If we had an integrated telemedicine system where specialists could literally provide consultations in the skilled nursing facilities, it could be a real cost saver with respect to the types of costs that you get from shipping patients into acute care settings or large medical centers. At the same time, and it would be better care for the patients.
You hinted at growth in ACOs over the next decade. Do you have any particular outlook as to why things are shifting so much in the skilled nursing space?
So if you look at what the current administration is saying, including [Health and Human Services] Secretary Azar or [Centers for Medicare & Medicaid Services] administrator Seema Verma, you will see that just like the previous administration, although the politics are different, there is a real focus on pushing the health care system in general to taking on more risk.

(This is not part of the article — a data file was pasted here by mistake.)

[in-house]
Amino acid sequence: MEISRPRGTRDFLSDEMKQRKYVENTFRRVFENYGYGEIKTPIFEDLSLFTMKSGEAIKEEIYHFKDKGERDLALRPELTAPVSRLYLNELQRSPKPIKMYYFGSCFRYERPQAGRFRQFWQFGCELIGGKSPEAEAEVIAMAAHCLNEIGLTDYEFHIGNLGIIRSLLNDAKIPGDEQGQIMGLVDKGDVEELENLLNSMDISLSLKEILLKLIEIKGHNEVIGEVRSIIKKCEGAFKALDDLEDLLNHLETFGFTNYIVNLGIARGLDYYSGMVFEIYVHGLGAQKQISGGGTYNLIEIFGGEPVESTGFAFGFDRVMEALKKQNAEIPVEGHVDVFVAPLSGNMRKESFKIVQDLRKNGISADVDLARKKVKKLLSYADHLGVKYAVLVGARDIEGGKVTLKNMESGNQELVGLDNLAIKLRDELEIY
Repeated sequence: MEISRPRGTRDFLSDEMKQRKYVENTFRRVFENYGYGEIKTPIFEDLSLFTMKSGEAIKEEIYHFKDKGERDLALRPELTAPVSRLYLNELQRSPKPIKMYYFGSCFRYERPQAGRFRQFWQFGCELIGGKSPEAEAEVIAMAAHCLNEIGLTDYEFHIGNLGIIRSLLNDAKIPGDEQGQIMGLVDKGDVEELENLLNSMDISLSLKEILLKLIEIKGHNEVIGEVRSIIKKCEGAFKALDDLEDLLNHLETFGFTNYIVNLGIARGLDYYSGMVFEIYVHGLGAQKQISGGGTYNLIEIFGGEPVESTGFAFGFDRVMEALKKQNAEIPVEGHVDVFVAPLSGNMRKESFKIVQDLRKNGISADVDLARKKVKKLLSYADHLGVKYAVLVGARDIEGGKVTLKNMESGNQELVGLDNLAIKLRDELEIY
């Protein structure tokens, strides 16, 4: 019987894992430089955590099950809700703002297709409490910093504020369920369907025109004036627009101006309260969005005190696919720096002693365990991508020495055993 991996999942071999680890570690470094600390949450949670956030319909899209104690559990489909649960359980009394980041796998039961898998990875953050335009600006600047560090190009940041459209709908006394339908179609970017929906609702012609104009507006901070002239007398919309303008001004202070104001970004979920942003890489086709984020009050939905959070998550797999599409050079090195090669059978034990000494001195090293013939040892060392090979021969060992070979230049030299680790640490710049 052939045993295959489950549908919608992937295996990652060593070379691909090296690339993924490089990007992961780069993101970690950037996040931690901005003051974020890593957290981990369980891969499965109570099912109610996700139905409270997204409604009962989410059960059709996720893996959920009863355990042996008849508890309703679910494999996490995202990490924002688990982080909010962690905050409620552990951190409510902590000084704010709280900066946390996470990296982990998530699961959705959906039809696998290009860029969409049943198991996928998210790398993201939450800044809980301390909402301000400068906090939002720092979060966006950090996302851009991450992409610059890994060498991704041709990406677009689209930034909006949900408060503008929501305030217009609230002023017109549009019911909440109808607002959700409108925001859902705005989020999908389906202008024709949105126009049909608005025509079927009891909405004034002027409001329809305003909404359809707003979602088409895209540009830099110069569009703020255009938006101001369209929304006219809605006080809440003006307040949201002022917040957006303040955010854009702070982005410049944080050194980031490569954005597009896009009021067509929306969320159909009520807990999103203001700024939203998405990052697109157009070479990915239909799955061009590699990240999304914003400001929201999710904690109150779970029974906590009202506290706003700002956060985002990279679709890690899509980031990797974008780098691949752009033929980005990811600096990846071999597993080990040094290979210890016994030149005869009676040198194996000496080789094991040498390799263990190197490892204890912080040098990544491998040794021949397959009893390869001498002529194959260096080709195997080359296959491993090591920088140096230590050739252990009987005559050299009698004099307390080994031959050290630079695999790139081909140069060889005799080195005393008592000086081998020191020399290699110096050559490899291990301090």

And there’s two types of risk: there’s actuary risk, where you’re taking on risk for the total cost of care for a population, and there’s professional risk or service risk, where you’re taking on risk for doing a good efficient job for the services you provide.
And I believe that all of us, particularly skilled nursing facilities, need to realize that the push to put more risk on providers of health care services is not going away. And those that really focus on that within the context of their own services …are actually going to enjoy it. It’ll be a whole lot better than just sitting there with some star system-based on process measures and penalties, because it will be the real measure of outcomes.
I don’t think that push is going to go away, although it’s not going to be an easy journey.
Because they’re adding more complex patients to nursing homes, I’m wondering if cost cutting would be a challenge with this population — because I imagine care would be more expensive although reimbursements tend to be higher.
It just depends. You have the cost covered of providing the services, but a lot of the cost of things like that is in the acute care setting. It’s not just the cost of providing ventilators, for example, [you might ask]: “What is the cost of providing ventilators in an acute care setting with all the overhead you get from hospitals and all the cross-subsidization?”